Each year, Kwiáht works with local science teachers and the San Juan Nature Institute’s Partners in Science to find new opportunities for classroom lab and outdoor-classroom science projects. Our goal is fostering long-term commitments by schools to specific nearby study sites (place-based research) and consistent longitudinal data sets. Here are some examples:
- Students at Lopez School have adopted the State-owned woodland on Lopez Hill—over a square mile of forested hills and wooded wetlands—for a long-term study of climate change and recreational impacts. A similar project is being developed at Mount Constitution on Orcas Island, in cooperation with Friends of Moran State Park.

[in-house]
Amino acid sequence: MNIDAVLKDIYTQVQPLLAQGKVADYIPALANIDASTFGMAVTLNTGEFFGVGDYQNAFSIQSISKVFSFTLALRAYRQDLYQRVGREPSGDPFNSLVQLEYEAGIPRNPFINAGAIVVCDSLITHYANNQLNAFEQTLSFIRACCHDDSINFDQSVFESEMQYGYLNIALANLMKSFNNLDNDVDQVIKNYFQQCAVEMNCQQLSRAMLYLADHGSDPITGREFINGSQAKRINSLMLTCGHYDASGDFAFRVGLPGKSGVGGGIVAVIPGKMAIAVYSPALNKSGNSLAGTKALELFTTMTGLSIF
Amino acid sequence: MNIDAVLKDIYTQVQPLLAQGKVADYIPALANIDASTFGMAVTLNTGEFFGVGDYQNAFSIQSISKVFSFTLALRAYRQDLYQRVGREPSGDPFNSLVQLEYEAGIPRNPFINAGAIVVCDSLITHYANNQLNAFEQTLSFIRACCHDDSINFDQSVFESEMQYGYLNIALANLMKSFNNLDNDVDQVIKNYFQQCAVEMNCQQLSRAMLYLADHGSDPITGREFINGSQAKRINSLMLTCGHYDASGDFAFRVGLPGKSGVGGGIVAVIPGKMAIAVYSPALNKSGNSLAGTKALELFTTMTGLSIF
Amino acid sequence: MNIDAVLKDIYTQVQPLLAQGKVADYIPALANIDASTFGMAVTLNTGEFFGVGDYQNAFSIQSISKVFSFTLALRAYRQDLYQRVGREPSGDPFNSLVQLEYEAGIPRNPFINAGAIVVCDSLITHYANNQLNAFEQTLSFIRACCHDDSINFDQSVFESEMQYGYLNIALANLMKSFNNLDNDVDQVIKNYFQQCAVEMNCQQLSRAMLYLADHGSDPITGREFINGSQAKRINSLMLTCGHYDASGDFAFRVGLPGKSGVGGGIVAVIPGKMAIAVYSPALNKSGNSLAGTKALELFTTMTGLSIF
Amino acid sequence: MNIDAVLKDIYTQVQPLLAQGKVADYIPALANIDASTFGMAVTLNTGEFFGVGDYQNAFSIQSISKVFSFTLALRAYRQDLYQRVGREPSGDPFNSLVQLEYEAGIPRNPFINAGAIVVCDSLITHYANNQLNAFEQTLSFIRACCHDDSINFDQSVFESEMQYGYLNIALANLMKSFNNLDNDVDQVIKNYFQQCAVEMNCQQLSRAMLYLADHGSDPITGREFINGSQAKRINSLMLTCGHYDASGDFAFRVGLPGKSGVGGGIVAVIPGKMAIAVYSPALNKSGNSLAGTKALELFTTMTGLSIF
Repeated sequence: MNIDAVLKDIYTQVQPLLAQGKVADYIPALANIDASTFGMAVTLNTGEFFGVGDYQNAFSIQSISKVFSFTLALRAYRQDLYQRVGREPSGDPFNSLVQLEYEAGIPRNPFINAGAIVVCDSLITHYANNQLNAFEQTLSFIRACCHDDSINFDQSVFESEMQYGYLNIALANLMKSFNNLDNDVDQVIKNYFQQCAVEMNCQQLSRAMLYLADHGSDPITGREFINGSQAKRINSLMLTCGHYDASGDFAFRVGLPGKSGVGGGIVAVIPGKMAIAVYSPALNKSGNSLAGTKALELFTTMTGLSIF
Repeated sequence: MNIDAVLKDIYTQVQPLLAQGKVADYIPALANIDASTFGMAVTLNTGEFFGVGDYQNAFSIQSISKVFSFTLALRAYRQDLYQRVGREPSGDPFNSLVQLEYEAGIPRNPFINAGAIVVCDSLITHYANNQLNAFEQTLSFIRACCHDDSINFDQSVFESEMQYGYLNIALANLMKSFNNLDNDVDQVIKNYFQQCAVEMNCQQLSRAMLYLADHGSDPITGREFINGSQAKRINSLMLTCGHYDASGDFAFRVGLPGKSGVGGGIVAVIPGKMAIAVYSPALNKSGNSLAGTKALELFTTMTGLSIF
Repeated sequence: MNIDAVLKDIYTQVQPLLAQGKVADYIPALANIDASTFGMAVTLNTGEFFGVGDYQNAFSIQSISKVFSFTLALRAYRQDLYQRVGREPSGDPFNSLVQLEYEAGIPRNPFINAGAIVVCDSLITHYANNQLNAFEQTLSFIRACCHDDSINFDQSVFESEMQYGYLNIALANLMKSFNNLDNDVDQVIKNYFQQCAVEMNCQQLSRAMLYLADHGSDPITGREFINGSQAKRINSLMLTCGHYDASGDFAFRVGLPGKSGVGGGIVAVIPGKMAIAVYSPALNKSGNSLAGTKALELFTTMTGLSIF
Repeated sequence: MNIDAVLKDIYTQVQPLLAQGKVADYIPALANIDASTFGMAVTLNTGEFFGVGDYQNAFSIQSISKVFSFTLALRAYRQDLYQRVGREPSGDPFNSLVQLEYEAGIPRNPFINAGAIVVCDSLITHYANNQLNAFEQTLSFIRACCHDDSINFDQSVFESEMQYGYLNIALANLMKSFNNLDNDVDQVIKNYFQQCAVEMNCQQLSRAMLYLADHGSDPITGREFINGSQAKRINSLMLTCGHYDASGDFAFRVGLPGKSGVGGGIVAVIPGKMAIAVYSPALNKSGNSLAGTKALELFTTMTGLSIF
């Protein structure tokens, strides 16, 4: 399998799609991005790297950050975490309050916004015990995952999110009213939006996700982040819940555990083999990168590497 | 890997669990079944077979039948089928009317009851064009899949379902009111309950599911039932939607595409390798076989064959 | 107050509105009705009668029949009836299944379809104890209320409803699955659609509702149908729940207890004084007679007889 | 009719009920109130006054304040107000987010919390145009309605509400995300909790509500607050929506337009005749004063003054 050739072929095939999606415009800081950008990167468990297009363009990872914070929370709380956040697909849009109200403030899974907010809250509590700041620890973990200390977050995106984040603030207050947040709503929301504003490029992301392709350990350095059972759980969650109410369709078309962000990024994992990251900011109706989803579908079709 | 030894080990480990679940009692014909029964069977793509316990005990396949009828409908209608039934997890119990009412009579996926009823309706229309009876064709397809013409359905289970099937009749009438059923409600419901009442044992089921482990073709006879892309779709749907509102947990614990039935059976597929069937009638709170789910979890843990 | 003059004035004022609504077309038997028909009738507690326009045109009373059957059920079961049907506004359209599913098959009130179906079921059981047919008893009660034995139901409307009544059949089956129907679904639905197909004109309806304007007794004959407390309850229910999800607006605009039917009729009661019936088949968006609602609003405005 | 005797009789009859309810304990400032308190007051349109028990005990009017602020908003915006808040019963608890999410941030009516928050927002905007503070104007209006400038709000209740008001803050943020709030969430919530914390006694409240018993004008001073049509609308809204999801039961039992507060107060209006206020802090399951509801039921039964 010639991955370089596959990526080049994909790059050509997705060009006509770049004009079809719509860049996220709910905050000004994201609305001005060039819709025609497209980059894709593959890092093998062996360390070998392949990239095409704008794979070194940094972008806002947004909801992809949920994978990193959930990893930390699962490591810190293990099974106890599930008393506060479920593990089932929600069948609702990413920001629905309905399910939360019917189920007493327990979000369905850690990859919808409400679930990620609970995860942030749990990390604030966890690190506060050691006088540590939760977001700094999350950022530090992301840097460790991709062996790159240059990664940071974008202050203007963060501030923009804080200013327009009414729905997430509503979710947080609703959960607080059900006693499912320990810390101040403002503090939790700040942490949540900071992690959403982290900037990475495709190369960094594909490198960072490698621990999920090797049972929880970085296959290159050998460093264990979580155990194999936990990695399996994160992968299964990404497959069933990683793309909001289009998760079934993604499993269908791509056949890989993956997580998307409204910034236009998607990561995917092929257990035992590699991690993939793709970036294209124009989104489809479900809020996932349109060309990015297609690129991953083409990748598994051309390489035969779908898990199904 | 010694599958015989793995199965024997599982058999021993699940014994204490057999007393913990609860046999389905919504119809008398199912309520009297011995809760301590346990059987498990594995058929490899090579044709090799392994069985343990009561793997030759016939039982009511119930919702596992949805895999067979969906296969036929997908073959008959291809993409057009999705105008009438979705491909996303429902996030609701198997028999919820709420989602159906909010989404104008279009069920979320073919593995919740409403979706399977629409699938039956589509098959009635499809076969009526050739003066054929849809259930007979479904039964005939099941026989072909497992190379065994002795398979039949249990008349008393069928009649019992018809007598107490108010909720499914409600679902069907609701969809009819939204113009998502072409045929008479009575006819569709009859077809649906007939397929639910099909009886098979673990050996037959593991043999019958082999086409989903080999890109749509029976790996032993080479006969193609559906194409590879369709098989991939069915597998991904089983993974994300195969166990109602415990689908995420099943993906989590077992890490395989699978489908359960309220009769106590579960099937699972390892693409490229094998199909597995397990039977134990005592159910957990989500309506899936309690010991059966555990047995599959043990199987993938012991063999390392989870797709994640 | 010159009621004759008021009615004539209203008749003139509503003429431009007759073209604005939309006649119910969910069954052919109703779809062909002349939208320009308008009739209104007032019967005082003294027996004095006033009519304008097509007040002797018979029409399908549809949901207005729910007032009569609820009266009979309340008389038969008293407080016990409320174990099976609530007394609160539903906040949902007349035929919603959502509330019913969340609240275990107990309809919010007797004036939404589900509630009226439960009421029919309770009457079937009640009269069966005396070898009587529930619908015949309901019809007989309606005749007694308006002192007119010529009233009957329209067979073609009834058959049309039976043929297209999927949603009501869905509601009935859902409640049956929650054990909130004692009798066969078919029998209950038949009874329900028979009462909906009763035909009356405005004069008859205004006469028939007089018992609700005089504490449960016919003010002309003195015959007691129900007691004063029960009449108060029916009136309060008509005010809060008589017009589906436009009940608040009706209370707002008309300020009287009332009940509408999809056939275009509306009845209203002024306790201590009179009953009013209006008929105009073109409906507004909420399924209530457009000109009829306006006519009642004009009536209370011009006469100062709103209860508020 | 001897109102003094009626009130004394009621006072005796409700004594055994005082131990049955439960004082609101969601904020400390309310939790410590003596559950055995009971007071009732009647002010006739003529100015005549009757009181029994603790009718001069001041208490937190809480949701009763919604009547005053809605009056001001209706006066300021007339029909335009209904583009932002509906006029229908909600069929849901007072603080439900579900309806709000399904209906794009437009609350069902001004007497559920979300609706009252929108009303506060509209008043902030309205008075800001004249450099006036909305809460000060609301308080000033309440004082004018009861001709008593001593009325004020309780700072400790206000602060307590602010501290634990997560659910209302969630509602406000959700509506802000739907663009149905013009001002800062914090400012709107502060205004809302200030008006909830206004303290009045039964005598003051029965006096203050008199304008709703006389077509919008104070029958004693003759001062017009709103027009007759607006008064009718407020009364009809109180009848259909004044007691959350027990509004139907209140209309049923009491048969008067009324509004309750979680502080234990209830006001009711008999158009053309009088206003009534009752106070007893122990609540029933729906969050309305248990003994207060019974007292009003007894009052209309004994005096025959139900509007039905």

- Our population genetics laboratory on Lopez Island and our environmental chemistry satellite laboratory on Orcas Island are located in schools to raise the technical level of classroom teaching, and give students opportunities to learn technical skills as research assistants, and develop senior projects with advanced instrumentation.
- Chemistry classes in the county’s middle and high schools will monitor urban runoff, and toxic loading of marine sediments and bivalves beginning in 2011, with start-up funding from The Russell Family Foundation. Kwiáht wrote a special laboratory curriculum for detergents and other surfactants to improve local students’ understanding of the fates and effects of household chemicals.
- Elementary and middle school classrooms throughout the county participate in our Amphibian Watch program and small-mammals road-kill studies, through which students learn to identify some of the islands’ least visible animals, and contribute to monitoring the abundance and distribution of species that tend to be especially vulnerable to human disturbance and climate change.